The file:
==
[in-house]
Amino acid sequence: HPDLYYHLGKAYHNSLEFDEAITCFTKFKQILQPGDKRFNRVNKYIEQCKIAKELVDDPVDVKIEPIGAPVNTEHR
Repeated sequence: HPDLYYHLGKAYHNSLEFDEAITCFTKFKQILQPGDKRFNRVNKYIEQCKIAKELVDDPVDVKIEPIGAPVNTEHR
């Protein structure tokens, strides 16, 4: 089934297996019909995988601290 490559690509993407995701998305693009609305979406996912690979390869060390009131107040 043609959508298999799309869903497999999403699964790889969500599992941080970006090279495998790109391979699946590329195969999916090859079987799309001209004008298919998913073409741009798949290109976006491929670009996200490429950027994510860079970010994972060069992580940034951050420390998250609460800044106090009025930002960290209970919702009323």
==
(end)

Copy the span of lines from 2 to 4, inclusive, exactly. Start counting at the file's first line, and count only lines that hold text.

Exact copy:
Amino acid sequence: HPDLYYHLGKAYHNSLEFDEAITCFTKFKQILQPGDKRFNRVNKYIEQCKIAKELVDDPVDVKIEPIGAPVNTEHR
Repeated sequence: HPDLYYHLGKAYHNSLEFDEAITCFTKFKQILQPGDKRFNRVNKYIEQCKIAKELVDDPVDVKIEPIGAPVNTEHR
């Protein structure tokens, strides 16, 4: 089934297996019909995988601290 490559690509993407995701998305693009609305979406996912690979390869060390009131107040 043609959508298999799309869903497999999403699964790889969500599992941080970006090279495998790109391979699946590329195969999916090859079987799309001209004008298919998913073409741009798949290109976006491929670009996200490429950027994510860079970010994972060069992580940034951050420390998250609460800044106090009025930002960290209970919702009323």